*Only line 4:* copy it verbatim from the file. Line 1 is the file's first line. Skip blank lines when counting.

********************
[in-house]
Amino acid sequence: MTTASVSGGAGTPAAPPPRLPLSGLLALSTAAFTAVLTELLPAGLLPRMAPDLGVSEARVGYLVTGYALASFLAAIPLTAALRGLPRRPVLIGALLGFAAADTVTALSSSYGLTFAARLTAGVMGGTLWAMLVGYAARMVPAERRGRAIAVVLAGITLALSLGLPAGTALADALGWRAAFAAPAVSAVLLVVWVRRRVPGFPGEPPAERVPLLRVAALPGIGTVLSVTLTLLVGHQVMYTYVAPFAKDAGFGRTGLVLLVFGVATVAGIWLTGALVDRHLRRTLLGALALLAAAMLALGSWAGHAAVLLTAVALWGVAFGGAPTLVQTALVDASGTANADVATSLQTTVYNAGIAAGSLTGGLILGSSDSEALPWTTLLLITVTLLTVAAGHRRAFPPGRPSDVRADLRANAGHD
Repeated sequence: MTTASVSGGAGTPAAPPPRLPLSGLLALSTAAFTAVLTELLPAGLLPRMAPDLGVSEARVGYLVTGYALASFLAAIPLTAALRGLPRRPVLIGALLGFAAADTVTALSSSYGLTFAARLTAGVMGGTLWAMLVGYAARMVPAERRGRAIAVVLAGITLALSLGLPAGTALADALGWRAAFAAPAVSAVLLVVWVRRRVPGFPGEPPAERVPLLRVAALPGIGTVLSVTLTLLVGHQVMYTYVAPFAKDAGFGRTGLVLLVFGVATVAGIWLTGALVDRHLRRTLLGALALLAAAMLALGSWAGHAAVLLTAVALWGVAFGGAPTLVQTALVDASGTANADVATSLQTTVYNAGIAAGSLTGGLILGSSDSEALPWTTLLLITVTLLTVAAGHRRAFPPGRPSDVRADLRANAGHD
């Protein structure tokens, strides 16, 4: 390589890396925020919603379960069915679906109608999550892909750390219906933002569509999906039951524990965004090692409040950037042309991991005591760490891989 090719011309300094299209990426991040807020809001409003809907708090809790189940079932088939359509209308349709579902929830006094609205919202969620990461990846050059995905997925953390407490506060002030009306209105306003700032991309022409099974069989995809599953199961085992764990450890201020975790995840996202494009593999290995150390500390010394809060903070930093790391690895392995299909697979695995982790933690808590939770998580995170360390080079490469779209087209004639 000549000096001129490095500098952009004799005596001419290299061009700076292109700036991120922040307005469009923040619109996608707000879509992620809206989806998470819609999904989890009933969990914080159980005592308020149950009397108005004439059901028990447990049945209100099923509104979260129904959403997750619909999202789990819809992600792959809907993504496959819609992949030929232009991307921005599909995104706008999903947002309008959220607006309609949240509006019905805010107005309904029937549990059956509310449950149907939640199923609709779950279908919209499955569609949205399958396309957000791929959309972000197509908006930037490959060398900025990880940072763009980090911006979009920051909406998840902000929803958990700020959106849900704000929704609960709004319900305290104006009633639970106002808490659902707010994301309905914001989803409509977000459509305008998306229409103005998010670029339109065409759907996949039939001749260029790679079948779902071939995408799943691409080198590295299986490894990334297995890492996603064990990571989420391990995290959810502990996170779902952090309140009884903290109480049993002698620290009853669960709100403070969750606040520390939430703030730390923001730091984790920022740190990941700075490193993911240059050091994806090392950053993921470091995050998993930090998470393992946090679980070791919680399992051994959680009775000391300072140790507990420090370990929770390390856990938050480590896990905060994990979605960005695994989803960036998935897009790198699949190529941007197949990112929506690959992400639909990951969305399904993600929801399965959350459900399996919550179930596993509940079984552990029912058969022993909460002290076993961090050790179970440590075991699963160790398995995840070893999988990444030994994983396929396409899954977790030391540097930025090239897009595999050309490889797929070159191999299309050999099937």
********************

């Protein structure tokens, strides 16, 4: 390589890396925020919603379960069915679906109608999550892909750390219906933002569509999906039951524990965004090692409040950037042309991991005591760490891989 090719011309300094299209990426991040807020809001409003809907708090809790189940079932088939359509209308349709579902929830006094609205919202969620990461990846050059995905997925953390407490506060002030009306209105306003700032991309022409099974069989995809599953199961085992764990450890201020975790995840996202494009593999290995150390500390010394809060903070930093790391690895392995299909697979695995982790933690808590939770998580995170360390080079490469779209087209004639 000549000096001129490095500098952009004799005596001419290299061009700076292109700036991120922040307005469009923040619109996608707000879509992620809206989806998470819609999904989890009933969990914080159980005592308020149950009397108005004439059901028990447990049945209100099923509104979260129904959403997750619909999202789990819809992600792959809907993504496959819609992949030929232009991307921005599909995104706008999903947002309008959220607006309609949240509006019905805010107005309904029937549990059956509310449950149907939640199923609709779950279908919209499955569609949205399958396309957000791929959309972000197509908006930037490959060398900025990880940072763009980090911006979009920051909406998840902000929803958990700020959106849900704000929704609960709004319900305290104006009633639970106002808490659902707010994301309905914001989803409509977000459509305008998306229409103005998010670029339109065409759907996949039939001749260029790679079948779902071939995408799943691409080198590295299986490894990334297995890492996603064990990571989420391990995290959810502990996170779902952090309140009884903290109480049993002698620290009853669960709100403070969750606040520390939430703030730390923001730091984790920022740190990941700075490193993911240059050091994806090392950053993921470091995050998993930090998470393992946090679980070791919680399992051994959680009775000391300072140790507990420090370990929770390390856990938050480590896990905060994990979605960005695994989803960036998935897009790198699949190529941007197949990112929506690959992400639909990951969305399904993600929801399965959350459900399996919550179930596993509940079984552990029912058969022993909460002290076993961090050790179970440590075991699963160790398995995840070893999988990444030994994983396929396409899954977790030391540097930025090239897009595999050309490889797929070159191999299309050999099937």